Law 111 was enacted July 16, 2003, and came into force in July, 2004.  A person suffering from ‘gender identity disorder’ can undergo sex reassignment surgery.  Two or more physicians competent in this area must make the diagnosis.  In order to gain a change in personal documents the individual must meet the following criteria:
– 20 years or older
– unmarried at present
– no children
– sterile
– the body should have the external genital features of the opposite sex.

Upon approval from Family Court, the registry can be changed with respect to sex.

Sources:
–  Website of the Gender Recognition Panel of the UK, www. grp.gov.uk / documents/table_of_gender_recognition_schemes apr_ 2004.pdf (accessed August, 2010).

KOREA (Republic of Korea)

In June, 2006, the Korean Supreme Court ruled in favor of document change.  The Supreme Court case involved very compelling facts.  A 55 year old female-to-male transsexual (a) had functioned as a male from an early age, in dress and employment patterns, (b) had never married a man and had no children, (c) had been diagnosed as transsexual and undergone breast reduction, hormonal treatment, removal of female reproductive organs, and genital surgery creating a penis, (d) had surgery at a mature age, 41, (e) was in a relationship with a woman, and (f) had no criminal record or personal financial problems.  Ten judges unanimously held that there should be a change to the person’s sex or gender under the provisions of the Family Register Act.  The judges quoted the World Health Organizations ICD-10 of 1994 on transsexualism and the American Psychiatric Association DSM-IV of 1994 on gender identity disorder, both of which support sex reassignment surgery and hormonal treatment in appropriate cases.  The court invoked provisions of the constitution:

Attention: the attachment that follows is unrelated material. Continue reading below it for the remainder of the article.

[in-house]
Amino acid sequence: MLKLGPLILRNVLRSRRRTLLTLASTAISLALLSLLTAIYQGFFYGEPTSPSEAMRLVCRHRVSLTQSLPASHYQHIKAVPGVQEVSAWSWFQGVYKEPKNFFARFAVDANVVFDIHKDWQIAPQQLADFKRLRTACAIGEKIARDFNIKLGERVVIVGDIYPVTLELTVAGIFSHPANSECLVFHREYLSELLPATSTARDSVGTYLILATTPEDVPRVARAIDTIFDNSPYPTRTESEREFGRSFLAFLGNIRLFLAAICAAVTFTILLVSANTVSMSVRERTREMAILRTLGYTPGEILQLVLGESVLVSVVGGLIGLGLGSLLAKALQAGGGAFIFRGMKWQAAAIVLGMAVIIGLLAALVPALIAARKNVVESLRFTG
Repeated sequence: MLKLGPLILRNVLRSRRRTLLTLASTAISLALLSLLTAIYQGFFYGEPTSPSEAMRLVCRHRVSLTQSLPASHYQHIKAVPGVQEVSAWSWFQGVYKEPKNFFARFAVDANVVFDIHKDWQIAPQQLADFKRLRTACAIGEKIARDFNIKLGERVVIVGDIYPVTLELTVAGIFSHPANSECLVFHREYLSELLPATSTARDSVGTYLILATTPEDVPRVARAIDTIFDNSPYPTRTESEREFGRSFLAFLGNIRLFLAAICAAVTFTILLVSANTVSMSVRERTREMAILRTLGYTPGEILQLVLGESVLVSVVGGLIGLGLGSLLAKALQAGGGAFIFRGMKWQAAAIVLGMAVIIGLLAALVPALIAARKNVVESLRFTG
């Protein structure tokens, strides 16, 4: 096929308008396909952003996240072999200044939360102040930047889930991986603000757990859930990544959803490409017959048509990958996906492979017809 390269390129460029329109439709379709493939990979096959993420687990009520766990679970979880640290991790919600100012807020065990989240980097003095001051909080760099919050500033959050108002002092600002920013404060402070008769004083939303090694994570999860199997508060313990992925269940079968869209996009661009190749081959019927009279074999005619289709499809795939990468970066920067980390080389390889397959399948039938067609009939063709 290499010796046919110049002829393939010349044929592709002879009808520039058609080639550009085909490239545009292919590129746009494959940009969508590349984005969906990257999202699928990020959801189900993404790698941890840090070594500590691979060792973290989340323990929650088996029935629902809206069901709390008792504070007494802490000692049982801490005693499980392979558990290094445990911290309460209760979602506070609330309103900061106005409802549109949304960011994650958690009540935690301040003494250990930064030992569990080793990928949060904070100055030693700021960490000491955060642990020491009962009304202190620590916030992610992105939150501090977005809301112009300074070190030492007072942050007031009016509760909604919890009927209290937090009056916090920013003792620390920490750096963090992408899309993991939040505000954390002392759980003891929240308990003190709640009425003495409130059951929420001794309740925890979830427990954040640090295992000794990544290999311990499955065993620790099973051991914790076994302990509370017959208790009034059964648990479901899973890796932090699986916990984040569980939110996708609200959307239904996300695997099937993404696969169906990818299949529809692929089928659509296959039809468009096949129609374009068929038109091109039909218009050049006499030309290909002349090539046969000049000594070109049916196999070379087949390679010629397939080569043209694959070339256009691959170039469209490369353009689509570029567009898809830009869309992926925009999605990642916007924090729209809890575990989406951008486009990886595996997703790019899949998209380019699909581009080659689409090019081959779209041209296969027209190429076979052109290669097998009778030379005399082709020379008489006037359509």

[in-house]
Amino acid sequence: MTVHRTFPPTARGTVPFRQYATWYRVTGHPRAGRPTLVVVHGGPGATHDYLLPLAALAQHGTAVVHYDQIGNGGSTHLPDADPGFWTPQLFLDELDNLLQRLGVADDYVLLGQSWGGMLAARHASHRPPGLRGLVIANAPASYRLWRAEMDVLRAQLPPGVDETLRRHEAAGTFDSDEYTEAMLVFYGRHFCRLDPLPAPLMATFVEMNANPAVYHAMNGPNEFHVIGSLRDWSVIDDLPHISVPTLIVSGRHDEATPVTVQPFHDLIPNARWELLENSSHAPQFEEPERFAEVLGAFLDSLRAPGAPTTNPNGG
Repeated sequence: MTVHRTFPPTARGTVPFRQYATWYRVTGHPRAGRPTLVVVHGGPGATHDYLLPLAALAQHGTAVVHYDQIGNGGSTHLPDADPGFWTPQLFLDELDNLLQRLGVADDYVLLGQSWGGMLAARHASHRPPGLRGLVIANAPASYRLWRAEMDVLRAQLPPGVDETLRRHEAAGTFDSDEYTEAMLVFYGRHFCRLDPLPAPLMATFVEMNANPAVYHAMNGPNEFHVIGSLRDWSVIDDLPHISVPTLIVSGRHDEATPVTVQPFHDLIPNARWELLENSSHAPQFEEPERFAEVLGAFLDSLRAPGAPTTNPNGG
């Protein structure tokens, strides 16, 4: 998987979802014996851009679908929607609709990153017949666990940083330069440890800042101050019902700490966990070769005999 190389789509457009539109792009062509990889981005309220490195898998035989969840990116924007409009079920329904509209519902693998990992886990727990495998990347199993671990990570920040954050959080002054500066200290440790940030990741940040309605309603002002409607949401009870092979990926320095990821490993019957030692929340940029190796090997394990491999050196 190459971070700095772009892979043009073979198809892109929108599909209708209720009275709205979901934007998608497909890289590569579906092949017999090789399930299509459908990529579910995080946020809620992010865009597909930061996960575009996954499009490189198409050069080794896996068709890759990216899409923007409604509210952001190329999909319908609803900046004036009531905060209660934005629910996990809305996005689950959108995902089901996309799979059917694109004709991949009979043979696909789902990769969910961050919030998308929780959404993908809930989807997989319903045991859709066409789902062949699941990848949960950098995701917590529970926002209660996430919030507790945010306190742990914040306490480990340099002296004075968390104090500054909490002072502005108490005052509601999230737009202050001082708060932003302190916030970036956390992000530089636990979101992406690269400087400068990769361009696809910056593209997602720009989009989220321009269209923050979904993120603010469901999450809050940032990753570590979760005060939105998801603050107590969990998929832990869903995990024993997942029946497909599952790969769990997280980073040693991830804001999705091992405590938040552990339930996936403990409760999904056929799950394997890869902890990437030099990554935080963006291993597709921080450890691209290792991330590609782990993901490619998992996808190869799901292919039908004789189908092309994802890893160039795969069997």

A transsexual also should be assured of human worthiness and dignity, have the right to pursue and be entitled to a life worthy of human beings, and such rights should be protected as long as they are not against the maintenance of law and order or the public welfare (Article 10, Article 34(1), and Article 37(2) of the Constitution). 

The goal was to allow a transsexual to gain “social acceptance as a normal member” of society as a person of the changed sex.   Noting the legislative provisions in Germany and Japan, the majority judgment said it was up to the National Assembly to determine whether the registration change should be allowed if an individual was married or had children.   Looking at Europe and Japan, the majority judgment commented that “it is the global trend to permit a transsexual to change the legal gender…”

At the same time draft legislation was introduced in the Korean legislature to allow document change for transsexuals, without the requirement of genital surgery and sterility.  The legislation was introduced by a small party, was debated in committee, but never came to a vote.